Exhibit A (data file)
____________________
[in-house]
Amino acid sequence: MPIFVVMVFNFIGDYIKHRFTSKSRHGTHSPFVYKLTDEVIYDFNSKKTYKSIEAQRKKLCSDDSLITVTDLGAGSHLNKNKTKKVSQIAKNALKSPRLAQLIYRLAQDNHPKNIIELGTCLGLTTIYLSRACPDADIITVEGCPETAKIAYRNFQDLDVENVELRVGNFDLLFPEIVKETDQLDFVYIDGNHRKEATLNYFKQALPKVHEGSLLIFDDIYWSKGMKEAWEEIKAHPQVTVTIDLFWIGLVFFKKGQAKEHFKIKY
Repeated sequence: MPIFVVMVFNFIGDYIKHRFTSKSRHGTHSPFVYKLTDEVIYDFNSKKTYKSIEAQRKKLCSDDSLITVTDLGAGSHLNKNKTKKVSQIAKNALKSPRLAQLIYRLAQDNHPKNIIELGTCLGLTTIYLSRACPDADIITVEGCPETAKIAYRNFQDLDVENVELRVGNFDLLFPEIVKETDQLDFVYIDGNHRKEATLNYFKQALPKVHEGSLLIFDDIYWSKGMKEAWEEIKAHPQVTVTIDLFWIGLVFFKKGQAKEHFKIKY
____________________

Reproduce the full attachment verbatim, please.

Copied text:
[in-house]
Amino acid sequence: MPIFVVMVFNFIGDYIKHRFTSKSRHGTHSPFVYKLTDEVIYDFNSKKTYKSIEAQRKKLCSDDSLITVTDLGAGSHLNKNKTKKVSQIAKNALKSPRLAQLIYRLAQDNHPKNIIELGTCLGLTTIYLSRACPDADIITVEGCPETAKIAYRNFQDLDVENVELRVGNFDLLFPEIVKETDQLDFVYIDGNHRKEATLNYFKQALPKVHEGSLLIFDDIYWSKGMKEAWEEIKAHPQVTVTIDLFWIGLVFFKKGQAKEHFKIKY
Repeated sequence: MPIFVVMVFNFIGDYIKHRFTSKSRHGTHSPFVYKLTDEVIYDFNSKKTYKSIEAQRKKLCSDDSLITVTDLGAGSHLNKNKTKKVSQIAKNALKSPRLAQLIYRLAQDNHPKNIIELGTCLGLTTIYLSRACPDADIITVEGCPETAKIAYRNFQDLDVENVELRVGNFDLLFPEIVKETDQLDFVYIDGNHRKEATLNYFKQALPKVHEGSLLIFDDIYWSKGMKEAWEEIKAHPQVTVTIDLFWIGLVFFKKGQAKEHFKIKY